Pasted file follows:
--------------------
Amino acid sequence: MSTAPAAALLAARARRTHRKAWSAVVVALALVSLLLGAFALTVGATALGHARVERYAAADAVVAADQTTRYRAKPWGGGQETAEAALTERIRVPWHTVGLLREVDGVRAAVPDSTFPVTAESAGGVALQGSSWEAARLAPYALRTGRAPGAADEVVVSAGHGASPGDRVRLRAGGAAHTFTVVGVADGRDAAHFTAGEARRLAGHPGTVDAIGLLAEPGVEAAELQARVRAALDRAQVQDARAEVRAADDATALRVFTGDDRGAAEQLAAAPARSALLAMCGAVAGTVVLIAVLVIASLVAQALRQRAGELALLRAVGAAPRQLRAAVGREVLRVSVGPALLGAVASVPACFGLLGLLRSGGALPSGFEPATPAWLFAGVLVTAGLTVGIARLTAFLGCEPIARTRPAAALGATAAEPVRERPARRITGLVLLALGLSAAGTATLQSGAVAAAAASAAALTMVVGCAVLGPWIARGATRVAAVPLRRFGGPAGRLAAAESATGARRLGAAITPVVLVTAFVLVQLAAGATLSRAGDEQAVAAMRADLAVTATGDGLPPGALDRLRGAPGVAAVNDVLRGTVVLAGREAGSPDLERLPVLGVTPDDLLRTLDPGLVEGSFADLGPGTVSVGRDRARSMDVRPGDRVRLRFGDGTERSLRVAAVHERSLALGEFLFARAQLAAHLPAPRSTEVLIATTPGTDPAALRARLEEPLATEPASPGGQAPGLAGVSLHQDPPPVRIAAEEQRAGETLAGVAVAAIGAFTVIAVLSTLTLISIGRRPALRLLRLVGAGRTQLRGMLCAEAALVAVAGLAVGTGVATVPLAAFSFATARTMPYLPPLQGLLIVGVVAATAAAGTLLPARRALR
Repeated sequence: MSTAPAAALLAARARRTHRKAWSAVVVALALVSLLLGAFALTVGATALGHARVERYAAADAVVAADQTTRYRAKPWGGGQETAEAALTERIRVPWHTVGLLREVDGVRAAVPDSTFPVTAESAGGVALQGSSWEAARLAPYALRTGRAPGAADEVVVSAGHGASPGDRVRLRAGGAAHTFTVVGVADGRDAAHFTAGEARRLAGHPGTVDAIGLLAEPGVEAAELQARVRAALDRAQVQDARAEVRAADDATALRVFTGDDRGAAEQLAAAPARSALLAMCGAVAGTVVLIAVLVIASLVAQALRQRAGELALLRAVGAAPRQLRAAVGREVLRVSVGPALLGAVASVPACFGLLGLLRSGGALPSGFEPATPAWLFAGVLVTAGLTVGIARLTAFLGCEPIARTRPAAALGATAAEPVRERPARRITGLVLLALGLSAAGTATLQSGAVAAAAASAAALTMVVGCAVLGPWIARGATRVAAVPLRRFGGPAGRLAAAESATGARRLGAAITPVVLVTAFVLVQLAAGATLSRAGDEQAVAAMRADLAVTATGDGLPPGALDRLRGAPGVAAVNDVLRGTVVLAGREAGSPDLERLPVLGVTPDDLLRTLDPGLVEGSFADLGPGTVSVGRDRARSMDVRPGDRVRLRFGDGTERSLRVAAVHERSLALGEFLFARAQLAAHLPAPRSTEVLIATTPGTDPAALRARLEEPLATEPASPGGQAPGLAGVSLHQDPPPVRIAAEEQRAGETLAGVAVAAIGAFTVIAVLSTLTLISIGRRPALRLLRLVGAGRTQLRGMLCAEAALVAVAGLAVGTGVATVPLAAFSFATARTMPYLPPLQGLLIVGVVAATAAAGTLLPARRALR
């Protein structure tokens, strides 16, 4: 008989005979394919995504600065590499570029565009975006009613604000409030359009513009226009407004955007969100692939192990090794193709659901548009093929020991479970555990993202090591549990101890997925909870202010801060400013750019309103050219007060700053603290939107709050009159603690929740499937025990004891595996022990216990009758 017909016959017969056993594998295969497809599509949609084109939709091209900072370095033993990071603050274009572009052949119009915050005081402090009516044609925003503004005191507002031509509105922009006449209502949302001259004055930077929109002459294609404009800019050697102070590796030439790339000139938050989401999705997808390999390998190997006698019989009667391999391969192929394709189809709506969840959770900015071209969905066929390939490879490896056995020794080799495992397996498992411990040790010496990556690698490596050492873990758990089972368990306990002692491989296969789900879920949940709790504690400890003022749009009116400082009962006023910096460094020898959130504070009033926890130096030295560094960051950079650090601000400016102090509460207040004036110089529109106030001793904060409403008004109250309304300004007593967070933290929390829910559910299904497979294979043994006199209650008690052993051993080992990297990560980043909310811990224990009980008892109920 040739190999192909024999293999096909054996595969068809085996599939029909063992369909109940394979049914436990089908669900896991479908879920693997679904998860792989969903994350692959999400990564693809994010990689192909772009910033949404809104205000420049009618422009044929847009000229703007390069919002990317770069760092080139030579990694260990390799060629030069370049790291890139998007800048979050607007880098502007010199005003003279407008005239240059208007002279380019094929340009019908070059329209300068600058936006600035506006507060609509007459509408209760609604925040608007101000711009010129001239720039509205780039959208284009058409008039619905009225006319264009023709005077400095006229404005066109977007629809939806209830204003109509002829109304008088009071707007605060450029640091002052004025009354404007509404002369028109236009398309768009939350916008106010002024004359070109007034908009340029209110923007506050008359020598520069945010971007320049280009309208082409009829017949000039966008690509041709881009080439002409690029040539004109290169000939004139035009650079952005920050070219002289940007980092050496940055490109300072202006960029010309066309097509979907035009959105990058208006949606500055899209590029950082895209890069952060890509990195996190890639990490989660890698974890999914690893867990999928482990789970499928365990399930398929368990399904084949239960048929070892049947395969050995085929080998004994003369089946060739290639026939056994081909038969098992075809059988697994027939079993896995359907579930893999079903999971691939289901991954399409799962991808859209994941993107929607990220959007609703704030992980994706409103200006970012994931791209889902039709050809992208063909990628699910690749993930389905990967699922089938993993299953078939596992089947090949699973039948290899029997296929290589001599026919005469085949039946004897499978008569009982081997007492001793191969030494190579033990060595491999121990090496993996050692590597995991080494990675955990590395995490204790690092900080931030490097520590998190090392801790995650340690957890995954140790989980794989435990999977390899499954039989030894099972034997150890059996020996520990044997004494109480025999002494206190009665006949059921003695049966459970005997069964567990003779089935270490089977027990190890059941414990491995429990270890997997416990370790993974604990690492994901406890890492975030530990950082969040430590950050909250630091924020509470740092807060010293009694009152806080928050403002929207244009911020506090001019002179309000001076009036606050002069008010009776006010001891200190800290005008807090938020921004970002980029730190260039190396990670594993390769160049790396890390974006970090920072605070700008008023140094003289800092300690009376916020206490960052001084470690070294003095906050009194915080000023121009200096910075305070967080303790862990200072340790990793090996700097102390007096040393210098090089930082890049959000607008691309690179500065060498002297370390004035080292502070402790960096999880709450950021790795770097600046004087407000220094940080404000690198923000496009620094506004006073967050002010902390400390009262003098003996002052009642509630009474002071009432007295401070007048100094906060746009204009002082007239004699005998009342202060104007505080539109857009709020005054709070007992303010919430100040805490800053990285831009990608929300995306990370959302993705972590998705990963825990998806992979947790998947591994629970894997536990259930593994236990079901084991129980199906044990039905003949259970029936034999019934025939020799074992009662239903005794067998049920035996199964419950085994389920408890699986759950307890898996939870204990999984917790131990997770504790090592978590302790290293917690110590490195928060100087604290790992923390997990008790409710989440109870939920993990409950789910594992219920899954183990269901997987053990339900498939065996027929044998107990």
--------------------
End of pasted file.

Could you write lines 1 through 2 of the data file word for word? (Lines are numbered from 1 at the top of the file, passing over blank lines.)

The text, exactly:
Amino acid sequence: MSTAPAAALLAARARRTHRKAWSAVVVALALVSLLLGAFALTVGATALGHARVERYAAADAVVAADQTTRYRAKPWGGGQETAEAALTERIRVPWHTVGLLREVDGVRAAVPDSTFPVTAESAGGVALQGSSWEAARLAPYALRTGRAPGAADEVVVSAGHGASPGDRVRLRAGGAAHTFTVVGVADGRDAAHFTAGEARRLAGHPGTVDAIGLLAEPGVEAAELQARVRAALDRAQVQDARAEVRAADDATALRVFTGDDRGAAEQLAAAPARSALLAMCGAVAGTVVLIAVLVIASLVAQALRQRAGELALLRAVGAAPRQLRAAVGREVLRVSVGPALLGAVASVPACFGLLGLLRSGGALPSGFEPATPAWLFAGVLVTAGLTVGIARLTAFLGCEPIARTRPAAALGATAAEPVRERPARRITGLVLLALGLSAAGTATLQSGAVAAAAASAAALTMVVGCAVLGPWIARGATRVAAVPLRRFGGPAGRLAAAESATGARRLGAAITPVVLVTAFVLVQLAAGATLSRAGDEQAVAAMRADLAVTATGDGLPPGALDRLRGAPGVAAVNDVLRGTVVLAGREAGSPDLERLPVLGVTPDDLLRTLDPGLVEGSFADLGPGTVSVGRDRARSMDVRPGDRVRLRFGDGTERSLRVAAVHERSLALGEFLFARAQLAAHLPAPRSTEVLIATTPGTDPAALRARLEEPLATEPASPGGQAPGLAGVSLHQDPPPVRIAAEEQRAGETLAGVAVAAIGAFTVIAVLSTLTLISIGRRPALRLLRLVGAGRTQLRGMLCAEAALVAVAGLAVGTGVATVPLAAFSFATARTMPYLPPLQGLLIVGVVAATAAAGTLLPARRALR
Repeated sequence: MSTAPAAALLAARARRTHRKAWSAVVVALALVSLLLGAFALTVGATALGHARVERYAAADAVVAADQTTRYRAKPWGGGQETAEAALTERIRVPWHTVGLLREVDGVRAAVPDSTFPVTAESAGGVALQGSSWEAARLAPYALRTGRAPGAADEVVVSAGHGASPGDRVRLRAGGAAHTFTVVGVADGRDAAHFTAGEARRLAGHPGTVDAIGLLAEPGVEAAELQARVRAALDRAQVQDARAEVRAADDATALRVFTGDDRGAAEQLAAAPARSALLAMCGAVAGTVVLIAVLVIASLVAQALRQRAGELALLRAVGAAPRQLRAAVGREVLRVSVGPALLGAVASVPACFGLLGLLRSGGALPSGFEPATPAWLFAGVLVTAGLTVGIARLTAFLGCEPIARTRPAAALGATAAEPVRERPARRITGLVLLALGLSAAGTATLQSGAVAAAAASAAALTMVVGCAVLGPWIARGATRVAAVPLRRFGGPAGRLAAAESATGARRLGAAITPVVLVTAFVLVQLAAGATLSRAGDEQAVAAMRADLAVTATGDGLPPGALDRLRGAPGVAAVNDVLRGTVVLAGREAGSPDLERLPVLGVTPDDLLRTLDPGLVEGSFADLGPGTVSVGRDRARSMDVRPGDRVRLRFGDGTERSLRVAAVHERSLALGEFLFARAQLAAHLPAPRSTEVLIATTPGTDPAALRARLEEPLATEPASPGGQAPGLAGVSLHQDPPPVRIAAEEQRAGETLAGVAVAAIGAFTVIAVLSTLTLISIGRRPALRLLRLVGAGRTQLRGMLCAEAALVAVAGLAVGTGVATVPLAAFSFATARTMPYLPPLQGLLIVGVVAATAAAGTLLPARRALR